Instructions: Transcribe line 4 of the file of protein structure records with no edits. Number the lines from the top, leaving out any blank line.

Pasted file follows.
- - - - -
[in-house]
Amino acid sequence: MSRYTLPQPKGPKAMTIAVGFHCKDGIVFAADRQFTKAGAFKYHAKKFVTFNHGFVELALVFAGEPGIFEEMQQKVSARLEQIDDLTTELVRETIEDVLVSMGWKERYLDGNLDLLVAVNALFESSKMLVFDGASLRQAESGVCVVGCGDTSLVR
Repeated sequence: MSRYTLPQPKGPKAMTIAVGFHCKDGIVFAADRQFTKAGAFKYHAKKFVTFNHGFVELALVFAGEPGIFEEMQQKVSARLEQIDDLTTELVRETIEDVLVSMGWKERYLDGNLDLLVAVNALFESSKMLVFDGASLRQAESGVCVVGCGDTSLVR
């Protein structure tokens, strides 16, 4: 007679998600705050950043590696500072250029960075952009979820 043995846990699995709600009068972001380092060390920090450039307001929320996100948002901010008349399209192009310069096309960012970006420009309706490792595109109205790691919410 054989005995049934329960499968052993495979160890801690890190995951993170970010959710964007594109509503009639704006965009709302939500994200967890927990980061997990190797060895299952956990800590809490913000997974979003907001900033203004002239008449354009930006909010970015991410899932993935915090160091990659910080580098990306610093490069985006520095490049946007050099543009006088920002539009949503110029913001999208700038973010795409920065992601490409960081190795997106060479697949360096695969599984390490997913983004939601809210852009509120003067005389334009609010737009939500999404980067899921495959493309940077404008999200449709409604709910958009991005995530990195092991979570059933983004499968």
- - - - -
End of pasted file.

């Protein structure tokens, strides 16, 4: 007679998600705050950043590696500072250029960075952009979820 043995846990699995709600009068972001380092060390920090450039307001929320996100948002901010008349399209192009310069096309960012970006420009309706490792595109109205790691919410 054989005995049934329960499968052993495979160890801690890190995951993170970010959710964007594109509503009639704006965009709302939500994200967890927990980061997990190797060895299952956990800590809490913000997974979003907001900033203004002239008449354009930006909010970015991410899932993935915090160091990659910080580098990306610093490069985006520095490049946007050099543009006088920002539009949503110029913001999208700038973010795409920065992601490409960081190795997106060479697949360096695969599984390490997913983004939601809210852009509120003067005389334009609010737009939500999404980067899921495959493309940077404008999200449709409604709910958009991005995530990195092991979570059933983004499968």